She met Esnaashari during a Christmas visit to Iran in 2015, shortly before earning a bachelor of science degree in biomedical engineering from Georgia Tech. The two were married after a short online courtship in 2016.
When she returned three weeks later, Tavakoli, who became a U.S. citizen in 2017, immediately applied for a green card for her husband.
“There was no travel ban at that moment, so we were sure he’d come,” she said recently.
Less than a year after they were married, President Trump signed an executive order that banned foreign nationals from seven predominantly Muslim countries from visiting the country for 90 days, suspended entry to the country of all Syrian refugees indefinitely, and prohibited any other refugees from coming into the country for 120 days.
“Those were really bad days,” Tavakoli said. “I couldn’t stop crying.”
She constantly mined the internet, reading stories about the ban and what was happening at airports across the country. As the emotional toll on her increased, she struggled to meet her job responsibilities. Her boss let her go, saying she hadn’t grown as fast as he’d expected.
Tavakoli, after a two-month stay in Iran to celebrate her marriage, returned home to continue the fight for her husband’s green card.
The way she understood things, no Iranians would be allowed in the country without having first undergone a review to determine whether they were eligible for a waiver. To qualify, applicants must meet three criteria: It’s in the “national interest” of the United States to let them in; they don’t pose a public safety or security risk; they’d suffer “undue hardship” if they were denied a visa under the ban.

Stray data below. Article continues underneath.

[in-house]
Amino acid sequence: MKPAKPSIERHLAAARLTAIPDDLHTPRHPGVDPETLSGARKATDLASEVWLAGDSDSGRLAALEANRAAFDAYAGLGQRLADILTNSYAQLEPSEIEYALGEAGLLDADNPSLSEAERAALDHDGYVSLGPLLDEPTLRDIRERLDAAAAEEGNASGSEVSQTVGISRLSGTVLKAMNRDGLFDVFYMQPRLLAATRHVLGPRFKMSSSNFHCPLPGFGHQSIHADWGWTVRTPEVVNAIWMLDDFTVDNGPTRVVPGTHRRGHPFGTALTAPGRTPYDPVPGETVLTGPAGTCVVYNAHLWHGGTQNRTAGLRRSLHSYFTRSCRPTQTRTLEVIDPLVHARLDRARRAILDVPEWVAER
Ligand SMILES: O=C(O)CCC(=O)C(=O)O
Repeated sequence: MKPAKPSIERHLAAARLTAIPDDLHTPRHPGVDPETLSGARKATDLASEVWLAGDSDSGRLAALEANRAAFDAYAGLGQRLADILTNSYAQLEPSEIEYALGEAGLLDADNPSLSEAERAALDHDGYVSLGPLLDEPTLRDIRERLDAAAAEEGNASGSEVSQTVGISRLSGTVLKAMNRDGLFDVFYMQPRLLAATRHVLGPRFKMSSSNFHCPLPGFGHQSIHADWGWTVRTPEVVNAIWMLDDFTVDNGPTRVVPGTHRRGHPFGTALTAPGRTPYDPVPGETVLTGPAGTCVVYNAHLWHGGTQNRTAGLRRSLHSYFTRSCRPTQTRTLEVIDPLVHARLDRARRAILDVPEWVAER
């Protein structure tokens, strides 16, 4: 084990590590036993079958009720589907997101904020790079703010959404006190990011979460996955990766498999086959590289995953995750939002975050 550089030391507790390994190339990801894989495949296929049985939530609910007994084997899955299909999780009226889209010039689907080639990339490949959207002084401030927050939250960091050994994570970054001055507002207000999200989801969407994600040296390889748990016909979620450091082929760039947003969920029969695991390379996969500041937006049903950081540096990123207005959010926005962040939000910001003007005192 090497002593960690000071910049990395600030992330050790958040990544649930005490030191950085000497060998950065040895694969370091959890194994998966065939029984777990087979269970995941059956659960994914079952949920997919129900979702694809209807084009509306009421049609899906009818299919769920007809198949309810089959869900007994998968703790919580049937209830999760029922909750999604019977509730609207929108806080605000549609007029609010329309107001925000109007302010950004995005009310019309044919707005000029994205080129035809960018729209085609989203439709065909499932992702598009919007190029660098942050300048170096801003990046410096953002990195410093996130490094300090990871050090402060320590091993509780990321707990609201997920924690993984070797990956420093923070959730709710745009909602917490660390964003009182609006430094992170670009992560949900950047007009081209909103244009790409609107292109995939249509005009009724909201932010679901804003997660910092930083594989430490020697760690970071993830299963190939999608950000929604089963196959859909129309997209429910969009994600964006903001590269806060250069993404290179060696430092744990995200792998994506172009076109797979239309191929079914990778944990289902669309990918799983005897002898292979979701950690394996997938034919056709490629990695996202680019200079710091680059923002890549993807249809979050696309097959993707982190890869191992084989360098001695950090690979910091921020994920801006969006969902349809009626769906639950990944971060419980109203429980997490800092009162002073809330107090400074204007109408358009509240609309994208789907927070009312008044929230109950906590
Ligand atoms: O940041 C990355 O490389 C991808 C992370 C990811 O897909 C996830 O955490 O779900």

“That gave me hope, but even that has not been the case,” Tavakoli said. “I haven’t met anyone who has gotten a waiver.”
And that, she said, leaves her with just one option — to leave the country that held so much promise for her and any children she might have in the future.
However, not even leaving would solve all her problems. For one thing, it would be next to impossible to find similar employment. (She’s a software engineer at Home Depot.) And because of sanctions imposed by the United States, Iran’s economy is so bad, she doubts she’d make enough to pay off her student loans.
“If you convert Iran currency to U.S. dollars, the amount I’d have to pay monthly on my student loan would be my entire monthly salary,” she said. “It’s not doable.”
Tavakoli said the plan was for her husband to come here and for the two of them to stay with her parents until he found a job.
“The plan was for us all to be together,” she said, tears welling in her eyes.
If you’ve been paying attention, it’s a familiar story — married couples being ripped apart, having to postpone financial decisions like buying a house, and trying to decide whether to abandon their dream or the person they pledged to love for life.
And it’s not just this, Costello said. Grandparents can’t come meet the newest members of their families. Students can’t get visas to continue their education.
It’s a hard truth especially given the fact that when Iranians arrive here, they become productive citizens of our society. They get advanced degrees, Costello said. They head major companies like Uber. They contribute mightily to the U.S. economy.
Before the ban went into effect in 2017, he said, about 40,000 visas were issued to Iranians each year. That number has declined to as few as 8,000 this year.
Costello now wonders if Congress has the political will to end the policy.
Tavakoli can think of little else.